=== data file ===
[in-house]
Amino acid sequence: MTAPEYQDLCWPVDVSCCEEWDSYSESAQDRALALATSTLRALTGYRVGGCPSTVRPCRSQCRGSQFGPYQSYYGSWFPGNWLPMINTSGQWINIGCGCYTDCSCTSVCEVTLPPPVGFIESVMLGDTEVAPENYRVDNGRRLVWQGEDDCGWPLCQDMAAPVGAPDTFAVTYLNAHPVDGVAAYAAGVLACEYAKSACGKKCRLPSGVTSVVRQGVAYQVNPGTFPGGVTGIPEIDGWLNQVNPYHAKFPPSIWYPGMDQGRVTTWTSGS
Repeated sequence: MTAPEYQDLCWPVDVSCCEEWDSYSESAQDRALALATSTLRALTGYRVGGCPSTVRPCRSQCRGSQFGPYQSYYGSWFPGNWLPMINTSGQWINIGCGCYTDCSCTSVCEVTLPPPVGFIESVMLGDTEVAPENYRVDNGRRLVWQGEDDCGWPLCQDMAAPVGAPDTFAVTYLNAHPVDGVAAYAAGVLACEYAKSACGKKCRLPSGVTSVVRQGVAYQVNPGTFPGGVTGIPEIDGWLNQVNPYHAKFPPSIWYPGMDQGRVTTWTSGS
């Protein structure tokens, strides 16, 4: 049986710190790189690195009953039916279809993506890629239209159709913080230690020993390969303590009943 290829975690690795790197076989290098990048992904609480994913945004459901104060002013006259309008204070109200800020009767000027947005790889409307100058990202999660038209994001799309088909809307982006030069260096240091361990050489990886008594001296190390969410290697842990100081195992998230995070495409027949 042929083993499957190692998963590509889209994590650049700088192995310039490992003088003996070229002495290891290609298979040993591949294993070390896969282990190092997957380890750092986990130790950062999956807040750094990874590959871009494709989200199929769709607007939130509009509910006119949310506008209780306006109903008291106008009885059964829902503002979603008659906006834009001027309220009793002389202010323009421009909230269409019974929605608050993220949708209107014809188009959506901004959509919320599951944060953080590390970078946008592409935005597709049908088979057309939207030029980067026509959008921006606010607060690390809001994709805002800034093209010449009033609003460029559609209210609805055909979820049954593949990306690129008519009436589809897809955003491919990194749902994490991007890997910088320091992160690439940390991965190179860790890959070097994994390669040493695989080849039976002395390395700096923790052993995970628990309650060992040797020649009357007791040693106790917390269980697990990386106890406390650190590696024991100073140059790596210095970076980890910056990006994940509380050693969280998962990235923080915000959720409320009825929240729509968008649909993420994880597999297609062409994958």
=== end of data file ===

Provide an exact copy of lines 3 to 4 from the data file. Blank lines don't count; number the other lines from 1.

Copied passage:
Repeated sequence: MTAPEYQDLCWPVDVSCCEEWDSYSESAQDRALALATSTLRALTGYRVGGCPSTVRPCRSQCRGSQFGPYQSYYGSWFPGNWLPMINTSGQWINIGCGCYTDCSCTSVCEVTLPPPVGFIESVMLGDTEVAPENYRVDNGRRLVWQGEDDCGWPLCQDMAAPVGAPDTFAVTYLNAHPVDGVAAYAAGVLACEYAKSACGKKCRLPSGVTSVVRQGVAYQVNPGTFPGGVTGIPEIDGWLNQVNPYHAKFPPSIWYPGMDQGRVTTWTSGS
């Protein structure tokens, strides 16, 4: 049986710190790189690195009953039916279809993506890629239209159709913080230690020993390969303590009943 290829975690690795790197076989290098990048992904609480994913945004459901104060002013006259309008204070109200800020009767000027947005790889409307100058990202999660038209994001799309088909809307982006030069260096240091361990050489990886008594001296190390969410290697842990100081195992998230995070495409027949 042929083993499957190692998963590509889209994590650049700088192995310039490992003088003996070229002495290891290609298979040993591949294993070390896969282990190092997957380890750092986990130790950062999956807040750094990874590959871009494709989200199929769709607007939130509009509910006119949310506008209780306006109903008291106008009885059964829902503002979603008659906006834009001027309220009793002389202010323009421009909230269409019974929605608050993220949708209107014809188009959506901004959509919320599951944060953080590390970078946008592409935005597709049908088979057309939207030029980067026509959008921006606010607060690390809001994709805002800034093209010449009033609003460029559609209210609805055909979820049954593949990306690129008519009436589809897809955003491919990194749902994490991007890997910088320091992160690439940390991965190179860790890959070097994994390669040493695989080849039976002395390395700096923790052993995970628990309650060992040797020649009357007791040693106790917390269980697990990386106890406390650190590696024991100073140059790596210095970076980890910056990006994940509380050693969280998962990235923080915000959720409320009825929240729509968008649909993420994880597999297609062409994958």